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USOC sues Hilfiger over ‘rapper’ duds

SHARE USOC sues Hilfiger over ‘rapper’ duds

COLORADO SPRINGS, Colo. — A dispute over the casual new look designer Tommy Hilfiger created for the nation's Olympic athletes is headed for trial.

The United States Olympic Committee claims Hilfiger owes them $8 million for backing out of a deal to design parade outfits for the 2000, 2002 and 2004 U.S. Olympic and Paralympic teams and the 2003 Pan American Games team.

According to court documents, Olympic officials had told Hilfiger they wanted a new look for the athletes, breaking from the traditional blazers, ties and slacks.

In preparation for the 2000 Sydney Games, Hilfiger sent sketches to the USOC of "a sportswear ensemble with red, white and blue panels arranged in the well-known Tommy Hilfiger USA 'flag' configuration," court records say.

Olympic committee representative Chester Wheeler was not impressed. According to court records, he told Hilfiger's lawyer the outfit was "more appropriate to be worn by rappers than by Olympic athletes."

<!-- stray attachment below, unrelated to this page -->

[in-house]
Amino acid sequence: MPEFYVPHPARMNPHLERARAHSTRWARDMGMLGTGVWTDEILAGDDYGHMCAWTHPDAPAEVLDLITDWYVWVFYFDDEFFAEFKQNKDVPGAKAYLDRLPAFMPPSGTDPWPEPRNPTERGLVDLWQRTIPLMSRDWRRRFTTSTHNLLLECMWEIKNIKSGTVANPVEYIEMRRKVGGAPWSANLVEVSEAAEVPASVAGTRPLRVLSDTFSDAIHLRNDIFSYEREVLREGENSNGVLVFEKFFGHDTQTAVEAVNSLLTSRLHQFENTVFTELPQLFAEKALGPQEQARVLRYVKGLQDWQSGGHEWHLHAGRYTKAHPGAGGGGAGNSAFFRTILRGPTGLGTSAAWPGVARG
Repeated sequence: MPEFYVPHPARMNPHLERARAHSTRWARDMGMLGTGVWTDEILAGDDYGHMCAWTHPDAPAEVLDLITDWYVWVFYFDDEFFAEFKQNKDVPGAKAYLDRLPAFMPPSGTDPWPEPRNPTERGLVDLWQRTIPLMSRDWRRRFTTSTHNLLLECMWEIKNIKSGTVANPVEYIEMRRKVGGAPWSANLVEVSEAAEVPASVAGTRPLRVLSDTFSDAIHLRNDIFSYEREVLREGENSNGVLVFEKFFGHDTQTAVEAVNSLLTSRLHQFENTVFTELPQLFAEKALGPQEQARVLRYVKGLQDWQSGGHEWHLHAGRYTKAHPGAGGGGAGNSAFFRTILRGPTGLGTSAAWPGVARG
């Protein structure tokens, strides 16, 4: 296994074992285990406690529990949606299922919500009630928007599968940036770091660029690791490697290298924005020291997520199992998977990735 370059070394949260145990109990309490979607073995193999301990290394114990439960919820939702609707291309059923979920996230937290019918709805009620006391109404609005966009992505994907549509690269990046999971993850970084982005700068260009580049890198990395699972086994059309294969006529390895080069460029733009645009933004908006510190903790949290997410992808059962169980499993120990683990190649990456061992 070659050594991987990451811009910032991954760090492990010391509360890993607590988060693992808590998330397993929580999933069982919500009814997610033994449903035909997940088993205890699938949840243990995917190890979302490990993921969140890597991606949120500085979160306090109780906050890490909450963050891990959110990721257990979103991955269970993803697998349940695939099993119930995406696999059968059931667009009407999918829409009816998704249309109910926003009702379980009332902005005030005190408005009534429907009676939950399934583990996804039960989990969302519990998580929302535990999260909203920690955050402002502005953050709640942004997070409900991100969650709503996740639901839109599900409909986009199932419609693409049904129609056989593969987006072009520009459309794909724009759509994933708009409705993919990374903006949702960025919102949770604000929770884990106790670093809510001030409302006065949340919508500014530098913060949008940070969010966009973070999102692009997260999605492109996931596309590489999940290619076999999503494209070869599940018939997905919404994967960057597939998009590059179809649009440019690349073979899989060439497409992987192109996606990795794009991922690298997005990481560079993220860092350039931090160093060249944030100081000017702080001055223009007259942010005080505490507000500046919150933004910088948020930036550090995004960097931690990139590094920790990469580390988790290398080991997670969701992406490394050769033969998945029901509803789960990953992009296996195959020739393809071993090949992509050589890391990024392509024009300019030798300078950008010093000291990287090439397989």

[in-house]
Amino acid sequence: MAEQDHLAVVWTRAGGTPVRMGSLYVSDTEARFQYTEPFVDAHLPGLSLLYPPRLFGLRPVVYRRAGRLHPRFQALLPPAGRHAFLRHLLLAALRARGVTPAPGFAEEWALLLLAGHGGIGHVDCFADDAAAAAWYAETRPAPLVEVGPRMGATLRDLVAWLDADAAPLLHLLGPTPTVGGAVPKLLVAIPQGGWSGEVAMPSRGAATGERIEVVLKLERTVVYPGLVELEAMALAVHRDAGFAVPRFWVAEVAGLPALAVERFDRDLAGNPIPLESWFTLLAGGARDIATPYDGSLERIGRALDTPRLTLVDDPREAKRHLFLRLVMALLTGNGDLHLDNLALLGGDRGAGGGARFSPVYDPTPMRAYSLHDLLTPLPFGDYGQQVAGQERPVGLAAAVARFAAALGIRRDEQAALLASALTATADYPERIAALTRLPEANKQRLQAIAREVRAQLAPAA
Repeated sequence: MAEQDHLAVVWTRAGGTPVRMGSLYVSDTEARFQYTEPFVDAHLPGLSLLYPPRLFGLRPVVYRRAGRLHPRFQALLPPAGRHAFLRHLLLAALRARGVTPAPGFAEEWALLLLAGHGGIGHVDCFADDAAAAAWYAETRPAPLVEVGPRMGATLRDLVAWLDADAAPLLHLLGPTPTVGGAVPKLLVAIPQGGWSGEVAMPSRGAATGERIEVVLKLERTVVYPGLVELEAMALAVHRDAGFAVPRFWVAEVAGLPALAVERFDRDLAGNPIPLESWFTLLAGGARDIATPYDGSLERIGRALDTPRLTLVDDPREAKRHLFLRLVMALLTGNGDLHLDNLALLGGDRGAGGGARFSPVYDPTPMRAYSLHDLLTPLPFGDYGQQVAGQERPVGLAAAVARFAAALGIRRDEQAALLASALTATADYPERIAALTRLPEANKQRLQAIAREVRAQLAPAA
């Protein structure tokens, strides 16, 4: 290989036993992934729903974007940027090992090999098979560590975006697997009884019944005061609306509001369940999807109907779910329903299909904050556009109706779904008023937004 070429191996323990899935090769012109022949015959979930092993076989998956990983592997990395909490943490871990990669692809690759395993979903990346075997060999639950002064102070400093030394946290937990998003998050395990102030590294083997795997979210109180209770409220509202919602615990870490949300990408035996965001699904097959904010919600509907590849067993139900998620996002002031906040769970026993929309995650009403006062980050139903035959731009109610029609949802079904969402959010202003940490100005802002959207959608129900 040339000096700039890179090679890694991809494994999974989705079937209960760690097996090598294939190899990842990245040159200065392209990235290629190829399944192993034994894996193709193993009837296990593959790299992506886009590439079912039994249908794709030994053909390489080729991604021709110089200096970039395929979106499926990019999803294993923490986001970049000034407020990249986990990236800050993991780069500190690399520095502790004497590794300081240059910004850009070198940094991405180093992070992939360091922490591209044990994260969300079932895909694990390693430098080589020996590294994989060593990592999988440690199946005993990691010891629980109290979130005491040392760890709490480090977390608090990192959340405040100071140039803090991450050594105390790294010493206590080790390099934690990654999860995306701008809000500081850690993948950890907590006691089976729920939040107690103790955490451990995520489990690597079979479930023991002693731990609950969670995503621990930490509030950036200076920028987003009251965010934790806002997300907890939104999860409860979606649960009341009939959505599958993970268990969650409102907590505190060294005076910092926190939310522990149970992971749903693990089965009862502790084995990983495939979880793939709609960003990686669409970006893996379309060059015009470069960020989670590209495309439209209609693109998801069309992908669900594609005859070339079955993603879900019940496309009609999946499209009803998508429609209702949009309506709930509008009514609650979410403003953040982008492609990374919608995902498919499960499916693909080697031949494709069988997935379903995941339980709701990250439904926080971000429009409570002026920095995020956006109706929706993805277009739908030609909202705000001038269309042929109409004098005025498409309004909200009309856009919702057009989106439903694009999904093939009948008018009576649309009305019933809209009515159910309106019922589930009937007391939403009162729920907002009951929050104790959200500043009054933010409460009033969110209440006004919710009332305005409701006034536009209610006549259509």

After this dispute, the new terms of the deal called for Hilfiger to be responsible for payment of rights fees due the athletes and owners for his advertising photographs.

In August 1999 relations had grown so stormy that Hilfiger said he would not enter into a contract.

The USOC claims a letter of intent signed by both sides is binding.

"Their backing out on this has caused us considerable distress and we take it very seriously," USOC spokesman Mike Moran said.

Hilfiger's representatives did not return calls for comment.

The trial is tentatively set for next year.